"You used to know where you were with zombies. Normally it was 10ft ahead of them, watching them lurch pathetically towards you. This afforded plenty of time to find a baseball bat, something sharp, maybe even a chainsaw... Then zombies started to run, and everything got much more complicated.  The debate over whether they should sprint or lurch has raged ever since. "

The embedded images are selections from a larger gallery at Bored Panda.  (with a tip of the blogging cap to Kolo Jezdec)

15 September 2021

"Veteranization" of trees explained

Ancient trees provide different microenvironments from young or typical mature trees.
Oak polypore fungi and stag beetle larvae feast on the dead heartwood, adult stag beetles sup the sugary liquid from the "sap runs", the living layers of wood which transport water and minerals throughout the tree. Hover flies lay eggs in water-filled rot holes, rat-tailed maggots devour leaf litter and violet click beetles eat up wood mould that is rich with faeces and other remains, accumulating over a century. Knothole moss and pox lichen cling to the bark in rainwater channels. Barbastelle bats hibernate in crevices and under loose bark. Woodpeckers and nuthatch enlarge holes for nesting, while owls, kestrels, marsh tit and tree-creeper move in to ready-made cavities...

The ancients of our forests provide essential food and shelter for more than 2,000 of the UK's invertebrates species. In Savernake Forest alone, these trees are home to nearly 120 species of lichen, more than 500 species of fungi, and other important wildlife such as the elusive white-letter hairstreak butterflies.

We face losing these micro-worlds as, one by one, the ancient trees of today are dying and there are not enough ready to replace them.
It takes many human lifetimes to "replace" an ancient tree, but it may be possible to replicate the microenvironments artificially.
It can take up to 300 years before heart-rot, the decay at the centre of an ageing tree, is established enough that insects can start moving in and laying their larvae, says Rutter. "It becomes a complex ecosystem. The ancient trees that we have today, ones that are 300-900 years old – perhaps older – support an incredibly wide range of species."..

Veteranisation is the practice of damaging younger trees in order to initiate decay sooner than it would occur naturally. The hope is that habitats usually seen in older trees will begin to develop much earlier. Veteranisation is not new, explains Rutter, but it is not well documented. Only recently has research been initiated to monitor the success of veteranisation techniques.

An international trial, started in 2012 and set over 20 sites in Sweden, England and Norway, is in the process of evaluating the veteranisation of almost 1,000 oak trees. The methods applied include creating woodpecker-like holes, breaking or ringbarking lower branches or the trunk to mimic damage from animals such as deer or horses, and creating nest boxes for birds and bats. The project is planned to take 25 years, until 2037, so the results have yet to be fully analysed...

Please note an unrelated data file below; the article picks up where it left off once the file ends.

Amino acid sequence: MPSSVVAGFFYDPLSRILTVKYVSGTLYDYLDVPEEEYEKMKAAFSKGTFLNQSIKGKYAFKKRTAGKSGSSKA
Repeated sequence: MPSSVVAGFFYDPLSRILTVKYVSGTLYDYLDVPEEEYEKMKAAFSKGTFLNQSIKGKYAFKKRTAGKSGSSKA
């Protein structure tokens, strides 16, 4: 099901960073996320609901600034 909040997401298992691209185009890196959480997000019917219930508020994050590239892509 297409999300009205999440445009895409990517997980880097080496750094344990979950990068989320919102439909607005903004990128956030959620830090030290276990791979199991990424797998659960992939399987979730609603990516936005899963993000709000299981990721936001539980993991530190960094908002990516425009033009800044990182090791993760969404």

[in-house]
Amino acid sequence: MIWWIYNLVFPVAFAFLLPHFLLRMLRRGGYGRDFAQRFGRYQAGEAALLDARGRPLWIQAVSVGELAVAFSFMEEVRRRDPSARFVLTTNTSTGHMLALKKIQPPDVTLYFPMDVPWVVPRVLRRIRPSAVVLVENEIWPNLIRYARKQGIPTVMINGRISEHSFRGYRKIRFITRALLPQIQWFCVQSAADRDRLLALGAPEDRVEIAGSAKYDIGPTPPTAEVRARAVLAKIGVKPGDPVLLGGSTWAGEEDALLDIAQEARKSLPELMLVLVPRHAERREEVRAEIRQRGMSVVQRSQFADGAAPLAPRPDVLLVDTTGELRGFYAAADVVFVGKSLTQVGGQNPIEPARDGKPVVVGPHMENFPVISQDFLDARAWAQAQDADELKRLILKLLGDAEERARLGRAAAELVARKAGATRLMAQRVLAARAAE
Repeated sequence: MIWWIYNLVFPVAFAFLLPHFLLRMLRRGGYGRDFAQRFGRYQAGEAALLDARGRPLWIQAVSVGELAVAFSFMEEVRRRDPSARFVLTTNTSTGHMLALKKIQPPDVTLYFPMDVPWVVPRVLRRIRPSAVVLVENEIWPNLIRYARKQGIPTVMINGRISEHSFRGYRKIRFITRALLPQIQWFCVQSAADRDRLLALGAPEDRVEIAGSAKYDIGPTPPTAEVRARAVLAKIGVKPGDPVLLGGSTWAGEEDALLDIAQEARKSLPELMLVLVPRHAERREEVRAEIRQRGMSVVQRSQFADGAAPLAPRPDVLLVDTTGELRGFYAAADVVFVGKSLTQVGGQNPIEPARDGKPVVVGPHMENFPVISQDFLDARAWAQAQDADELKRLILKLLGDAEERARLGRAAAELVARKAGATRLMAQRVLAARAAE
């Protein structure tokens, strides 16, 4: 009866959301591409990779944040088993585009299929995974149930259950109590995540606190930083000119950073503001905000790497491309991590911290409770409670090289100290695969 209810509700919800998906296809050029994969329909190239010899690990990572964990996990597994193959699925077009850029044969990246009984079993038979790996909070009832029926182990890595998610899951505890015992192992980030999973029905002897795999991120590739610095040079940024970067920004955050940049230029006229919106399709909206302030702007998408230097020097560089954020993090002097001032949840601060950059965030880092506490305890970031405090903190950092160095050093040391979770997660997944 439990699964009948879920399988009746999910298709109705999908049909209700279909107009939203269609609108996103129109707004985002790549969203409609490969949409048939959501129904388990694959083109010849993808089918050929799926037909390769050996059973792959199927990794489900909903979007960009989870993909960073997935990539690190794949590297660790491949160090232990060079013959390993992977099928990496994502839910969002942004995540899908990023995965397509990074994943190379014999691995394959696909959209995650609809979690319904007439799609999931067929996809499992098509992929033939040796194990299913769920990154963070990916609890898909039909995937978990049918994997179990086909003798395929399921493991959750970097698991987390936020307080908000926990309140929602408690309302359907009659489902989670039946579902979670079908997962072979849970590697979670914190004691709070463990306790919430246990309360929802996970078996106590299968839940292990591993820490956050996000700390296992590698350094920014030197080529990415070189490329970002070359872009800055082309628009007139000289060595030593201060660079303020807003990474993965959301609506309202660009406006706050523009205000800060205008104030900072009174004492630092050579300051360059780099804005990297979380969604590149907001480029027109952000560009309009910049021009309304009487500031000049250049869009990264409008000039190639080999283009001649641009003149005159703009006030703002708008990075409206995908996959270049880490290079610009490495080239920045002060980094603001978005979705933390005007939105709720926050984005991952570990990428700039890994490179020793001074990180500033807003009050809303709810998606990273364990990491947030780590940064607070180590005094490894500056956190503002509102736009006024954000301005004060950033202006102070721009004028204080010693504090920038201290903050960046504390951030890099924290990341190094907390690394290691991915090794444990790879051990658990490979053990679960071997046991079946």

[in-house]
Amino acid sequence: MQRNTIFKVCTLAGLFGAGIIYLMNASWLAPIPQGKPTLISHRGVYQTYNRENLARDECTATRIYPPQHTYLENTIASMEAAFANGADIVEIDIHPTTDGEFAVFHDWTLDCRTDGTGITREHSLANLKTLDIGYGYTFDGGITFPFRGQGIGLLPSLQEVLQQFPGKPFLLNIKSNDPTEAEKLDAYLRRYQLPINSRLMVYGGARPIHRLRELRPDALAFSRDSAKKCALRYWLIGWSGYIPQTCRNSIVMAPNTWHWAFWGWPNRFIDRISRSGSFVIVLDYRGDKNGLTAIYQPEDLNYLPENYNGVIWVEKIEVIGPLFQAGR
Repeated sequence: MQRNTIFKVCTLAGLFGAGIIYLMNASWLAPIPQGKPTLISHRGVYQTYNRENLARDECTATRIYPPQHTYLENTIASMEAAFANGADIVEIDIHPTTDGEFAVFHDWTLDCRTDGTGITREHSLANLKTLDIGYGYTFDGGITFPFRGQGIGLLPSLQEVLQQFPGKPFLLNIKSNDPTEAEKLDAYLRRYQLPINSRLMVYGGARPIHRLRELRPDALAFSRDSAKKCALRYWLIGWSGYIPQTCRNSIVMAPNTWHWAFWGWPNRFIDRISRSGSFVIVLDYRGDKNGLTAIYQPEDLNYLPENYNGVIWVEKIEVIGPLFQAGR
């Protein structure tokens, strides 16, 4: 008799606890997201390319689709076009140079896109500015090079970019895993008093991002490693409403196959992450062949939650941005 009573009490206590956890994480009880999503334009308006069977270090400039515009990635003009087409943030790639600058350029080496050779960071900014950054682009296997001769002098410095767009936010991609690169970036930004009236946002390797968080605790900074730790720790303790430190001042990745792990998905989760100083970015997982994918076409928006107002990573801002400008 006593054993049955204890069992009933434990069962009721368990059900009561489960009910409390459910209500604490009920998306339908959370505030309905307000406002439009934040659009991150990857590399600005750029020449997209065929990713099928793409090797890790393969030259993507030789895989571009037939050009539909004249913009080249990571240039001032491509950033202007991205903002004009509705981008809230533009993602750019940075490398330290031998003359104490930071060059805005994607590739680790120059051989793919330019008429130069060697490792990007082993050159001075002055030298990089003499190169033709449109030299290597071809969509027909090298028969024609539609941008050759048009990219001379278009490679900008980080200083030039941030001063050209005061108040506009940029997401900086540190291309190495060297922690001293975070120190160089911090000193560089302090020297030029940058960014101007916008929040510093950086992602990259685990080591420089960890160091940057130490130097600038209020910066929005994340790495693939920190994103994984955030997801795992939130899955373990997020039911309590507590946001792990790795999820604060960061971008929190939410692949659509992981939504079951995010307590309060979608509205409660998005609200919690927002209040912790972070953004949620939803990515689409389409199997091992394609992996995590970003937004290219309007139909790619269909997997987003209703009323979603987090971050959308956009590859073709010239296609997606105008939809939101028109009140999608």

"Heart-rot species are key," says Rutter. "These fungi are able to break down the lignin, the very hard part of the wood which is normally incredibly indigestible. Many heart-rot fungi happily eat the central dead wood without harming the living tissue on the outside – and can co-exist with a tree for 600 or 700 years. We want a tree to live a long time so the habitats can continue for as long as possible."

To try and mimic this process in younger trees, Ancients of the Future is growing heart-rot fungi on blocks of wood in the lab, inserting the blocks into holes cut in young trees and recovering them with bark. They are left that way for a few years, then the blocks are removed to see if the fungi have taken hold inside the tree...

She explains that the hollowing of ancient trees by fungal decay, previously seen as detrimental, is a natural part of the ageing process and can even prolong the lives of trees, feeding them nutrients from the inside...

"We need to think beyond our own lifetimes and look after the trees we’ve got now, to give them a chance to grow into ancients," says Rutter. "Trees are fragile, complex chemical factories and major hubs for biodiversity. Without them, many species won’t survive."
Fascinating.  More details at the BBC source article.  You learn something every day.

14 September 2021

Divertimento #188

Editorial note:  For the past year and a half, the last dozen of my linkfests have been populated only with gifs, because they are so easy to do.  Meanwhile the links for a proper compilation of "meatier" articles has continued to accumulate; I now have over 2000 links that have interesting (to me) material, many of which are now undergoing linkrot because they are getting old.  So this is the first in a series of linkfests that will feature material that I don't have time/energy to work into a proper longform post, but that I want to share or store for future reference.

How to choose, store and serve blue cheese. "...if you think all blue cheese smells bad, you haven’t given it a fair shake. “People tend to think of blue cheese as something that exists unilaterally, when it has many expressions...”

The odor of ladybugs may be an effective aphid repellant.

In Lincolnshire, a crew doing work on a golf course pond retrieved a "log coffin, which measures about 3 metres long by 1 metre, thought to be 4,000 years old. Inside are the remains of a man, who was buried with an axe."